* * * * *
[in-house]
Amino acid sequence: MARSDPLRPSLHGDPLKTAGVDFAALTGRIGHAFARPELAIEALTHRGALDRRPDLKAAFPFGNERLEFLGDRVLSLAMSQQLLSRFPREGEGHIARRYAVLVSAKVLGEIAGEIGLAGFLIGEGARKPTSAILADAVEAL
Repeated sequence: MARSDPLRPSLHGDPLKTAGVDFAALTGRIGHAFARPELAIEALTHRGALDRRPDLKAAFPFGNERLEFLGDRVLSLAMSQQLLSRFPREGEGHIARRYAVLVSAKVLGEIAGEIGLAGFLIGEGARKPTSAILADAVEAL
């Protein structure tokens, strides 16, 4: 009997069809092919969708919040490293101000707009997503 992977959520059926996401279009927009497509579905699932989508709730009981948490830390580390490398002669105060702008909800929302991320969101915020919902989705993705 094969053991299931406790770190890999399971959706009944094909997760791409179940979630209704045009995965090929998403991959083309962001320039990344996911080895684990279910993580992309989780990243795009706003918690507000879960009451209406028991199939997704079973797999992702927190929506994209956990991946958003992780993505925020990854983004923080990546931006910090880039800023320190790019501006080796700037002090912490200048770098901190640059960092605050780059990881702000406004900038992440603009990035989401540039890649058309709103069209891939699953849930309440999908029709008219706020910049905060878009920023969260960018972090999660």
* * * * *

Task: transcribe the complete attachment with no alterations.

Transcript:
[in-house]
Amino acid sequence: MARSDPLRPSLHGDPLKTAGVDFAALTGRIGHAFARPELAIEALTHRGALDRRPDLKAAFPFGNERLEFLGDRVLSLAMSQQLLSRFPREGEGHIARRYAVLVSAKVLGEIAGEIGLAGFLIGEGARKPTSAILADAVEAL
Repeated sequence: MARSDPLRPSLHGDPLKTAGVDFAALTGRIGHAFARPELAIEALTHRGALDRRPDLKAAFPFGNERLEFLGDRVLSLAMSQQLLSRFPREGEGHIARRYAVLVSAKVLGEIAGEIGLAGFLIGEGARKPTSAILADAVEAL
């Protein structure tokens, strides 16, 4: 009997069809092919969708919040490293101000707009997503 992977959520059926996401279009927009497509579905699932989508709730009981948490830390580390490398002669105060702008909800929302991320969101915020919902989705993705 094969053991299931406790770190890999399971959706009944094909997760791409179940979630209704045009995965090929998403991959083309962001320039990344996911080895684990279910993580992309989780990243795009706003918690507000879960009451209406028991199939997704079973797999992702927190929506994209956990991946958003992780993505925020990854983004923080990546931006910090880039800023320190790019501006080796700037002090912490200048770098901190640059960092605050780059990881702000406004900038992440603009990035989401540039890649058309709103069209891939699953849930309440999908029709008219706020910049905060878009920023969260960018972090999660």